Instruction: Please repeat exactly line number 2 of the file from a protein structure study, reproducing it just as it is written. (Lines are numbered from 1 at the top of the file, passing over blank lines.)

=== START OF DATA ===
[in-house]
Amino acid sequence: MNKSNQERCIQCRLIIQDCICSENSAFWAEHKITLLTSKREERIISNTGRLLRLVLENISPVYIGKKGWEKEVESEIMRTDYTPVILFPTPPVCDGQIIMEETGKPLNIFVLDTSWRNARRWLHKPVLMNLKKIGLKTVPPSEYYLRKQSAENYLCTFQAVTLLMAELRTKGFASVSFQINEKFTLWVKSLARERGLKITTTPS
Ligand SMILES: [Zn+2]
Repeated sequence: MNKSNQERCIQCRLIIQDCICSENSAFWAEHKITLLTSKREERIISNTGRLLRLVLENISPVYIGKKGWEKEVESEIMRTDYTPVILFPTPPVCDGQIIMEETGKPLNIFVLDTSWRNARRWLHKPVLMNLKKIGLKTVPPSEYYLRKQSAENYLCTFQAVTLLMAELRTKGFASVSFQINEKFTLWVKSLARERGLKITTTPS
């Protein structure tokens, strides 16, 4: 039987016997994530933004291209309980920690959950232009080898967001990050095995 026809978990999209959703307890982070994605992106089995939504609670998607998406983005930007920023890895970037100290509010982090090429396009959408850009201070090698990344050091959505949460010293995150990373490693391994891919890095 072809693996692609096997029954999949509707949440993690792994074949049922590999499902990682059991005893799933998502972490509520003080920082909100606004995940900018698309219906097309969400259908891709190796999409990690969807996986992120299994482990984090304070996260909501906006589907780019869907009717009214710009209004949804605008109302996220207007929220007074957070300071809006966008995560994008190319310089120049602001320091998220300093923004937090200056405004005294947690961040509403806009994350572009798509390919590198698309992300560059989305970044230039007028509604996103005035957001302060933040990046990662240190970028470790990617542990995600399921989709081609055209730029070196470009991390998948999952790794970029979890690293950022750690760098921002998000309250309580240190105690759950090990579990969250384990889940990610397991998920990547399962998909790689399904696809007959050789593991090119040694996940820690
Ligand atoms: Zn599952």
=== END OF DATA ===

Amino acid sequence: MNKSNQERCIQCRLIIQDCICSENSAFWAEHKITLLTSKREERIISNTGRLLRLVLENISPVYIGKKGWEKEVESEIMRTDYTPVILFPTPPVCDGQIIMEETGKPLNIFVLDTSWRNARRWLHKPVLMNLKKIGLKTVPPSEYYLRKQSAENYLCTFQAVTLLMAELRTKGFASVSFQINEKFTLWVKSLARERGLKITTTPS